North Korea economy ‘still growing’ DESPITE sanctions as Kim Jong-un prepares for war
NORTH Korea’s economy remains high despite international sanctions, an academic from within Kim Jong-un’s regime has claimed.
The North Korean claims his nation’s economy remains on track for sustained growth despite increased pressure from international sanctions.
Kim Chol, head of an economic research center affiliated with the North’s Academy of Social Sciences said: “The North Korean economy is steadily taking the path towards improvement, rather than deterioration, thanks to various measures to enhance its economic independence.”
The scholar also praised Kim Jong-un’s policies of localisation and normalisation of industry as he downplayed the impact that UN sanctions are having on North Korea’s economy.
Mr Kim said: “At the time of the ‘Arduous March’ of the 1990s, imports of raw materials and components were inevitable as local production was not normalised. Today, however, localisation is in full swing and is normalising the abnormality.”
The UN Security Council passed toughed sanctions against the dictator-run state last month following its test of an intercontinental ballistic missile on November 29.
The sanctions are expected to cut North Korea’s foreign currency revenue from exports by approximately £185 million ($250 million) a year.
Scholar Kim Chol, however, dismissed any negative impact from the UN sanctions adding that income is steadily increasing thanks to rising business transactions.
Mr Kim said: ”Under the socialist responsible management system, enterprises conclude and implement mutual contracts. As the hostile nations toughen sanctions against us, business to business transactions of new products increase, contributing to a rise in social net incomes.”
He also discussed North Korea’s industrywide efforts to scale down its dependence on petroleum and at the same time increase the use of coal in the energy sector.
In his new year address, dictator Kim Jong-un called for economic self-reliance and independence because of the toughened sanctions.
Meanwhile, North Korea has been warned that it could face a “strong military” response if diplomatic talks with South Korea fail.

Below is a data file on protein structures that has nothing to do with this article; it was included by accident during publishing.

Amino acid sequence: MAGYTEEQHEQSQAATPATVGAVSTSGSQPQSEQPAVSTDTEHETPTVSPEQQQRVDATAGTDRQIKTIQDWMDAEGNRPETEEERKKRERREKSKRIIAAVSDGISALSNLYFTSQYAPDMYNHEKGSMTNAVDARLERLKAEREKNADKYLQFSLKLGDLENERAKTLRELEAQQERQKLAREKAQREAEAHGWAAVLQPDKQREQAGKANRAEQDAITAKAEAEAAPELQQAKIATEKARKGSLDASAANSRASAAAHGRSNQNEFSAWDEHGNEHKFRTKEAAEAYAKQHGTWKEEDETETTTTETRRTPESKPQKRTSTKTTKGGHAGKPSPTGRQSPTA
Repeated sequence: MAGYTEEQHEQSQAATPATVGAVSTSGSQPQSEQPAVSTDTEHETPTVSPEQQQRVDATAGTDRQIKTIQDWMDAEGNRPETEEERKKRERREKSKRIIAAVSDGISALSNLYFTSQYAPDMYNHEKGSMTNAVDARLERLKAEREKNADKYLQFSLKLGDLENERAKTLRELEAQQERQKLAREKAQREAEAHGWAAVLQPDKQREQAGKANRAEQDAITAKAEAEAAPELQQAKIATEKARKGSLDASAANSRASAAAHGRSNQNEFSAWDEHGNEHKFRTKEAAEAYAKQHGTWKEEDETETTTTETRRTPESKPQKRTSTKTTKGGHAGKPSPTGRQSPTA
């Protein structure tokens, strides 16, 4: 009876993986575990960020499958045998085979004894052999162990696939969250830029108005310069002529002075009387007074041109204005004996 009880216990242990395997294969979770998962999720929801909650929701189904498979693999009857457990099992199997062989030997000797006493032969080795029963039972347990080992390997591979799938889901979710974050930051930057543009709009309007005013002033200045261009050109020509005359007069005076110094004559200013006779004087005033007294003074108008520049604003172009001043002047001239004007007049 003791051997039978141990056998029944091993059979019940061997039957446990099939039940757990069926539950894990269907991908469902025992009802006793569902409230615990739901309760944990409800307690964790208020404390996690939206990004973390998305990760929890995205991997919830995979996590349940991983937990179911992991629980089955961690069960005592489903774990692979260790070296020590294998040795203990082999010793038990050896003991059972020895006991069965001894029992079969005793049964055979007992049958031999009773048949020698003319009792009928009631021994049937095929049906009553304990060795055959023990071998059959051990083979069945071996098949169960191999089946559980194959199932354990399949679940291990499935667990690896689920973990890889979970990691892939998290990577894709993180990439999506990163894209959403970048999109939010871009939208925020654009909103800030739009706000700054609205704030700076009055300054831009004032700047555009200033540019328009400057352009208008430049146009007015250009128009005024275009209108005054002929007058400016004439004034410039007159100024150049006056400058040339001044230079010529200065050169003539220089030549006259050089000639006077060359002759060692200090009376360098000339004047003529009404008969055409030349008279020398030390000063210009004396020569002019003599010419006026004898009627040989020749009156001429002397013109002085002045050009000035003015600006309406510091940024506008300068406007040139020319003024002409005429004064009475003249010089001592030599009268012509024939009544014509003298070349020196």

The US Secretary of State Rex Tillerson said that while diplomacy was preferred “those diplomatic efforts are backed by a strong military option if necessary”.
Mr Tillerson’s chilling warning comes after Donald Trump hit back at Kim Jong-un saying: “I too have a nuclear button, but it is a much bigger and more powerful one than his and my button works.”
The US President’s comment came as a response to the North Korean dictator’s New Year speech where he threatened the US and claimed “a nuclear button is always” on his desk.
The despotic leader also said Pyongyang was open to talks with South Korea, which have now been scheduled for next Tuesday.
But Mr Tillerson has warned that if denuclearisation talks fail with the US and its South Korean ally that “strong military options” are available.
The US Secretary of State said: ”I think the rhetoric that North Korea understands is that while it is our objective, and the President’s been very clear, to achieve a denuclearisation through diplomatic efforts, those diplomatic efforts are backed by a strong military option if necessary.
“That is not the first choice and the President’s been clear that’s not his first choice, but it is important that North Koreans as well as other regional players understand how high the stakes are, in an effort to ensure our diplomatic efforts are fully supported.
“The North Koreans have to understand that the penalties to them will continue and will only grow more severe in terms of sanctions actions and other actions until they do get on a pathway to achieve that objective that the entire world hopes to achieve.”